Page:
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Teacher sues school district after officials fire him for attending Jan. 6 rally — even though he ran the other way when violence and destruction broke out

Photo by Stefan Zaklin/Getty Image

A former Sacramento, California, teacher has sued the Sacramento City Unified School District after it fired him.

The teacher, Dustin Watson, alleged that the district fired him after learning that he attended the rally preceding the storming of the U.S. Capitol on Jan. 6, 2021.

What are the details?

Watson, a former physical education teacher at New Technology High School, said that he made no bones about attending the rally and never tried to hide the fact.

According to a report from the Sacramento Bee, Watson shared Facebook updates that "described the events taking place as they were unfolding," but that he "did not anticipate the events to take a violent turn."

The suit, obtained by the outlet, reported that Watson left the area "when the disruption began" and never once entered the Capitol building.

Watson's suit seeks relief and damages for loss of pay as well as denial of employment benefits.

A statement from the Sacramento City Unified School District confirmed to the outlet that it placed Watson on administrative leave immediately in January 2021 after learning that he attended the rally. He remained on paid administrative leave until August 2021.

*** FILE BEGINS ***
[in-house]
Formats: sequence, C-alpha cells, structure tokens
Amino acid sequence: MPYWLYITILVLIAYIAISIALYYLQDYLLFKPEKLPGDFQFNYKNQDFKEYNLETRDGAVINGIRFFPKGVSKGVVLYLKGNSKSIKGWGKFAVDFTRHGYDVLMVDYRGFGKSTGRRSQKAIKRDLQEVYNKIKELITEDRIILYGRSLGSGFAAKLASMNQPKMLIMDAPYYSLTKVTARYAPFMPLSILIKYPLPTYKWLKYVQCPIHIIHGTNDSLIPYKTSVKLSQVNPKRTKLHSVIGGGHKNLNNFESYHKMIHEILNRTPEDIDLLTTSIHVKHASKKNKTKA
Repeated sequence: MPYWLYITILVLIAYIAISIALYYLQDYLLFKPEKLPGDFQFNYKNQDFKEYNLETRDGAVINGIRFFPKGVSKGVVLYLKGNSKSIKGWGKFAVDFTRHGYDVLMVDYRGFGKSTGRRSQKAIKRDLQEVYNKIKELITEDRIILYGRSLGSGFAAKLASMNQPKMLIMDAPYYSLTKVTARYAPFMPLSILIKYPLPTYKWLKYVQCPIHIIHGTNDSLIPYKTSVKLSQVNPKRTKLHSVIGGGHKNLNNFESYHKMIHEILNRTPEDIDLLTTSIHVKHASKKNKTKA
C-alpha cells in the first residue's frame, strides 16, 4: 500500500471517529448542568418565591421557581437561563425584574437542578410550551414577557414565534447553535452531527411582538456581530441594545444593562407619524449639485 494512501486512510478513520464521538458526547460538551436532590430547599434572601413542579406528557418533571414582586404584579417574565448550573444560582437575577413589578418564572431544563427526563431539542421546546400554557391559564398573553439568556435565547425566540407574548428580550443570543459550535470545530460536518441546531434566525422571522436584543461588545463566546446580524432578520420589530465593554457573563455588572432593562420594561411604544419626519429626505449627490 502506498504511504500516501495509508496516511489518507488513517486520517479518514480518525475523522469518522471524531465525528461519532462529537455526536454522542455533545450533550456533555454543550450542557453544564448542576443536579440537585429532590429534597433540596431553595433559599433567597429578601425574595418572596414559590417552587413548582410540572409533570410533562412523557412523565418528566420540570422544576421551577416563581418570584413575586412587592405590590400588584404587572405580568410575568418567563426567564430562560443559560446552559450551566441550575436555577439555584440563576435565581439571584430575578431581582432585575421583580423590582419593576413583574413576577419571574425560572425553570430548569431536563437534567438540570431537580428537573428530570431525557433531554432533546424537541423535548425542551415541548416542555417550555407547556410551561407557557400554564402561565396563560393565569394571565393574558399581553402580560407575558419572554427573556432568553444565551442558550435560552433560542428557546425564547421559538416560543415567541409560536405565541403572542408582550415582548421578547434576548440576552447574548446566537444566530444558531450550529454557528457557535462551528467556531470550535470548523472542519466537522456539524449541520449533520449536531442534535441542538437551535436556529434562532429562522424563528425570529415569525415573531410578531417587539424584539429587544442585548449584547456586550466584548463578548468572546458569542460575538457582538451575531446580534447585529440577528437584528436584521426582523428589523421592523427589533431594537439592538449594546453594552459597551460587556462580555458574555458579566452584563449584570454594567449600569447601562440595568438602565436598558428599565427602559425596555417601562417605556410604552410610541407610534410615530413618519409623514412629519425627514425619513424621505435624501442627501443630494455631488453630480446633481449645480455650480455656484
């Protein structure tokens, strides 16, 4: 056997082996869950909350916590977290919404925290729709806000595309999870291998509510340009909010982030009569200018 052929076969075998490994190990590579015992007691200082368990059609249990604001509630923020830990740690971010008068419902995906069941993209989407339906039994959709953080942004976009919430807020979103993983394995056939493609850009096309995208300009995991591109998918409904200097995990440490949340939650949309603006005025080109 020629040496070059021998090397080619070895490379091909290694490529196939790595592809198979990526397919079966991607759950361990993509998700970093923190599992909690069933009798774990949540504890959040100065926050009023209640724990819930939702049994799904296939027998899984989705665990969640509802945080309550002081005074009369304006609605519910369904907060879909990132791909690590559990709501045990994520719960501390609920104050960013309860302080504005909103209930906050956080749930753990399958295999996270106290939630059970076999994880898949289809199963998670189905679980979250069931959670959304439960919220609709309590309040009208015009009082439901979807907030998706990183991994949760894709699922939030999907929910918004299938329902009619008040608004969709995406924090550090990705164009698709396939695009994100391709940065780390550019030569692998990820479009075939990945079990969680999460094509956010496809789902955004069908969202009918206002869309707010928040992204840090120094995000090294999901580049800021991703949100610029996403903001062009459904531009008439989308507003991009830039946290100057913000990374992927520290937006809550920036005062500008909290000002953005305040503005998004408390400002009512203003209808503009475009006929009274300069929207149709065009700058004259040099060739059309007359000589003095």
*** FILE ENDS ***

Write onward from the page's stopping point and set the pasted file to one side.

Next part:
"This employee was probationary and was non-reelected in March 2021," a statement from the district read. "As such, the employee is no longer employed by Sacramento City Unified School District."

An attorney for Watson told the outlet that he believes his client's First Amendment rights were violated.

“You see employees at rallies and events, and employers notice they are there,” Shawn Sasooness of SW Employment Law Group said in a statement on the litigation. “All of a sudden their hours are reduced or they are retaliated against. It’s not incredibly common, but it’s a lot more common in the past few years.”

He added that it's highly questionable that Watson — who never received any disciplinary action prior to his firing — was terminated.

“There is a shortage of teachers and a shortage of people in the school district,“ Sasooness added. “This is a teacher who had great reviews and everybody liked him.”

Watson and his legal team filed the suit in the U.S. District Court for the Eastern District of California on Monday.

What else?

Watson told Blaze Media on Friday that he has since taken a job teaching in another school district approximately 70 miles south of Sacramento and added that he feels that the school has blacklisted him over his presence in Washington, D.C., on Jan. 6.

"I do believe I have been blacklisted, due to the fact I was also dropped from my credential program and denied the chance to finish my teaching credential of which I was four months away from completing," he added.

Watson said that he hopes the district will learn its lesson following the suit.

"The First Amendment is still a part of the Constitution and America," he said. "I hope in the future [the district] will be more inclusive and open-minded before jumping to conclusions by terminating and canceling someone based on a difference of opinion or false narrative."

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